Richard Harrell
Richard Harrell

You omitted one great accomplishment of A.J. Foyt. He and Dan Gurney teamed to win the 24 Hours of LeMans in 1967.

Don Mulder
Don Mulder

You can't just look at win numbers, add Harroun, and be done. Vukovich should be on the list, but a strong case can be made for Frank Lockhart or Jimmy Clark, who were one time winners.

Clifford E. Ellis Jr.
Clifford E. Ellis Jr.

Opinions are like AH ya !! those are yours and ok from your angle ! Dario and Helio ahead of Meyer and Shaw?? them in Spec cars of today ? the Megga Teams ,Indy's verson of NASCAR's Team Hendricks ? should be other way around in rank if top 10. Harroun over Vuky ? No Brainer on that one !! When you consider all the top 10 finishs of both Al Unser and Rick Mears not to mention Mears poles ,I think a tie is the best call .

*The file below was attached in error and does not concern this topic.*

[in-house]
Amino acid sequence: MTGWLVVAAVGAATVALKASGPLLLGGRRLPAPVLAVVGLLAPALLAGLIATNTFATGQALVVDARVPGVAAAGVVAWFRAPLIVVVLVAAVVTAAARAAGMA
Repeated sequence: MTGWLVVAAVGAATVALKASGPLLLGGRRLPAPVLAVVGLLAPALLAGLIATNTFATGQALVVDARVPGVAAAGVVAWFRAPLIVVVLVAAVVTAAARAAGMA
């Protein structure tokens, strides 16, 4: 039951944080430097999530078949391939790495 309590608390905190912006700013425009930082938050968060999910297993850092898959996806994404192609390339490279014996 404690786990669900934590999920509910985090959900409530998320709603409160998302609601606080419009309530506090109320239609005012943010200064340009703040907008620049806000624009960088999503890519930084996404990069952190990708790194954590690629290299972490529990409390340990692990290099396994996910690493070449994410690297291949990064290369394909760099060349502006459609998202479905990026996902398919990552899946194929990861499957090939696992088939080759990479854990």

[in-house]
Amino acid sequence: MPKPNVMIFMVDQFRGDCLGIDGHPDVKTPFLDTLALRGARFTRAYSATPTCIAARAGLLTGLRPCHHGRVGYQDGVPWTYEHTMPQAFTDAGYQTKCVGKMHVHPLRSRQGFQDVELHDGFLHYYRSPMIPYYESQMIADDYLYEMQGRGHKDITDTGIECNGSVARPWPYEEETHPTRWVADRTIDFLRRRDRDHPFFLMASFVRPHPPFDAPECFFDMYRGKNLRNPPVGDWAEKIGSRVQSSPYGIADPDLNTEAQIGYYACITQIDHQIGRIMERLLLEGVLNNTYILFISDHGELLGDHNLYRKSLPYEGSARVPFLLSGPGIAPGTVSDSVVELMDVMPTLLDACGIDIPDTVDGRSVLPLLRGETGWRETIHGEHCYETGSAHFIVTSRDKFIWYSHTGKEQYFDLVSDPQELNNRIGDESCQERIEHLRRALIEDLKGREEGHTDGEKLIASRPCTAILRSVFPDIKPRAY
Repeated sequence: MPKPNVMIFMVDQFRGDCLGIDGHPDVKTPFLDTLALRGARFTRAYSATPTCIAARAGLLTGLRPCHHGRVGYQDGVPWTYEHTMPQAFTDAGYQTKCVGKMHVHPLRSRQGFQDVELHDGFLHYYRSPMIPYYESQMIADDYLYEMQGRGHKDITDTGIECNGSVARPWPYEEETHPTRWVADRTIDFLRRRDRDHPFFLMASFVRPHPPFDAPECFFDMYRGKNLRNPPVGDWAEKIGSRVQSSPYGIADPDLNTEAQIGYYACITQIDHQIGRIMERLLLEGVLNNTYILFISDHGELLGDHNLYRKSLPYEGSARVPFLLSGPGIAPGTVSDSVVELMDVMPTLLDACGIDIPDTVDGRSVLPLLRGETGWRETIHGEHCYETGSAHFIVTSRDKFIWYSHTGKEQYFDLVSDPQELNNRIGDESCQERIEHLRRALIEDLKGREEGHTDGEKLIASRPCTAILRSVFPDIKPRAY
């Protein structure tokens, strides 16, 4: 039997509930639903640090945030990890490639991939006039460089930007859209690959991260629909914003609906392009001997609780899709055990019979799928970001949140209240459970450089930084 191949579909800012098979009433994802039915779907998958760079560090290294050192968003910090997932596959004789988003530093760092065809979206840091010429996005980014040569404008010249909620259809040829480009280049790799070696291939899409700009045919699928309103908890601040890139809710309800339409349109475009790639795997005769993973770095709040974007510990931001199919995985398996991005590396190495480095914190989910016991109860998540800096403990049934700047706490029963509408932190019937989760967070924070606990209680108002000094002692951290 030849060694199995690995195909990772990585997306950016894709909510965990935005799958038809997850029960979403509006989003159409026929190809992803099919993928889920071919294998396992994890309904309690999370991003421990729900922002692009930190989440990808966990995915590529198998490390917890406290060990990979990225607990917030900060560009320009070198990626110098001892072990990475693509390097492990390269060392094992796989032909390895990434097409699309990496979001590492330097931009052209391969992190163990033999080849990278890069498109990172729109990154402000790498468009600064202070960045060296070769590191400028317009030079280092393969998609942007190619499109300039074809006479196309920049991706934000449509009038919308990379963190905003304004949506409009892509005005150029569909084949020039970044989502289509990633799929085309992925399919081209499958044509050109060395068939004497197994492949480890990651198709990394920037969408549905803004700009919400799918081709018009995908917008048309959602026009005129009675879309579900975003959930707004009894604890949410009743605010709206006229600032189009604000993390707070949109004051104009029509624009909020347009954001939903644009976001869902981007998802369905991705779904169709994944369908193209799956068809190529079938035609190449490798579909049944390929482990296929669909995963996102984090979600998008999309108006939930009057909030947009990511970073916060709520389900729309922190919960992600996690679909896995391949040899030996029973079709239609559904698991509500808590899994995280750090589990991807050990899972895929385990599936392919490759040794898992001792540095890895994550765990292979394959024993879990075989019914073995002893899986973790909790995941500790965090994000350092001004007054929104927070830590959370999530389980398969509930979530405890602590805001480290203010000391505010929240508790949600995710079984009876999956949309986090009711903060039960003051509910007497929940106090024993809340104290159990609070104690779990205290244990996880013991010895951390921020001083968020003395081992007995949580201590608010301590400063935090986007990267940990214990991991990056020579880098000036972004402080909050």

Tonia Stout
Tonia Stout

With victory at the Indianapolis 500 comes the honor of having one’s face sculpted onto the 74-year-old trophy. Separate squares are affixed to its sterling-silver body, on which each winner’s face, name and winning year are permanently etched. A silversmith is commissioned each year to create the new champion’s portrait/sculpture in bas-relief for placement on the trophy.


You have a typo on Al Sr. You titled it Al Jr. What about Bill Vuchovich? In 1952, his sophomore year, he quickly moved up from his starting position in the middle of the third row to take the lead, and led 150 laps in dominant fashion before suffering steering failure on the 192nd of the 200 laps. He returned to win the race in consecutive years, 1953 and 1954. He led an astounding 71.7% of laps that he drove in competition at the track, and remains the only driver ever to lead the most laps in the race three consecutive years. Had a 17 second lead by the 57th lap in 1955 before the crash that killed him.

Mark Reid
Mark Reid

No Vuky, Al Senior or Dan Wheldon! Do you know anything about Speedway history?


Mark, You can count, can't you? Except for RH. all these drivers won 3 or more times. The category is Greatest Winning drivers, not favorite, not talented, most laps led etc....3 is greater than 2...